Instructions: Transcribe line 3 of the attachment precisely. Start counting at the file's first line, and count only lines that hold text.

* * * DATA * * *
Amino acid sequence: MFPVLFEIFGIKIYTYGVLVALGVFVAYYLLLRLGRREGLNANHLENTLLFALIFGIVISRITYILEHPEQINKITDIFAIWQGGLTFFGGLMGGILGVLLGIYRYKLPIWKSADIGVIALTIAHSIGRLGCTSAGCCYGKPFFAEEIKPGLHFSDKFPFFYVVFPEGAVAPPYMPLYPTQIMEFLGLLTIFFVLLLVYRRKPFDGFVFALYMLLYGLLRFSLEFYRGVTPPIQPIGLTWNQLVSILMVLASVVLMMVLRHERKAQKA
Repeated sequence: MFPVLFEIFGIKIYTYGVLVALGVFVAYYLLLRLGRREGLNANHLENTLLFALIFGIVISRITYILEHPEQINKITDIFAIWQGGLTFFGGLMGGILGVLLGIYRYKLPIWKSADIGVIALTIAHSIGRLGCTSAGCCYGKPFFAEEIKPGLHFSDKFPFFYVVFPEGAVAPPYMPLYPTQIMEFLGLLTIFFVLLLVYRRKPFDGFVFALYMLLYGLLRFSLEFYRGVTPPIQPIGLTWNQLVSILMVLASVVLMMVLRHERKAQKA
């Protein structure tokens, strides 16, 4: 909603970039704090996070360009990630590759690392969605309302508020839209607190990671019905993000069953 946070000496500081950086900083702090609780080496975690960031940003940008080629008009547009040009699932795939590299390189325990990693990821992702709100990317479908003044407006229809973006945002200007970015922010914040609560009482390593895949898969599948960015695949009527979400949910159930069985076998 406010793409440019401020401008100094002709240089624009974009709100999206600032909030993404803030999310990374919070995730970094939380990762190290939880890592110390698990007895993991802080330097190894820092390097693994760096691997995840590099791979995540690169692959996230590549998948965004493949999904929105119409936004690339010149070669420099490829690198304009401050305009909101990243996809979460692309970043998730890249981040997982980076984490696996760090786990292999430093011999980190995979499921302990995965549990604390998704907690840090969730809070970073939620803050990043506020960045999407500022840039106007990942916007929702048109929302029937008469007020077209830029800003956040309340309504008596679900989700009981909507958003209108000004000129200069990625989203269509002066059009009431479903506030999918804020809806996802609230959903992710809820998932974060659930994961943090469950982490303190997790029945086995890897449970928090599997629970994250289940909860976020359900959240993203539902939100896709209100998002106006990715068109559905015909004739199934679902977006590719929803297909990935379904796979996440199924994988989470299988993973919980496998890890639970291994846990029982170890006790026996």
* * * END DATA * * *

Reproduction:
């Protein structure tokens, strides 16, 4: 909603970039704090996070360009990630590759690392969605309302508020839209607190990671019905993000069953 946070000496500081950086900083702090609780080496975690960031940003940008080629008009547009040009699932795939590299390189325990990693990821992702709100990317479908003044407006229809973006945002200007970015922010914040609560009482390593895949898969599948960015695949009527979400949910159930069985076998 406010793409440019401020401008100094002709240089624009974009709100999206600032909030993404803030999310990374919070995730970094939380990762190290939880890592110390698990007895993991802080330097190894820092390097693994760096691997995840590099791979995540690169692959996230590549998948965004493949999904929105119409936004690339010149070669420099490829690198304009401050305009909101990243996809979460692309970043998730890249981040997982980076984490696996760090786990292999430093011999980190995979499921302990995965549990604390998704907690840090969730809070970073939620803050990043506020960045999407500022840039106007990942916007929702048109929302029937008469007020077209830029800003956040309340309504008596679900989700009981909507958003209108000004000129200069990625989203269509002066059009009431479903506030999918804020809806996802609230959903992710809820998932974060659930994961943090469950982490303190997790029945086995890897449970928090599997629970994250289940909860976020359900959240993203539902939100896709209100998002106006990715068109559905015909004739199934679902977006590719929803297909990935379904796979996440199924994988989470299988993973919980496998890890639970291994846990029982170890006790026996």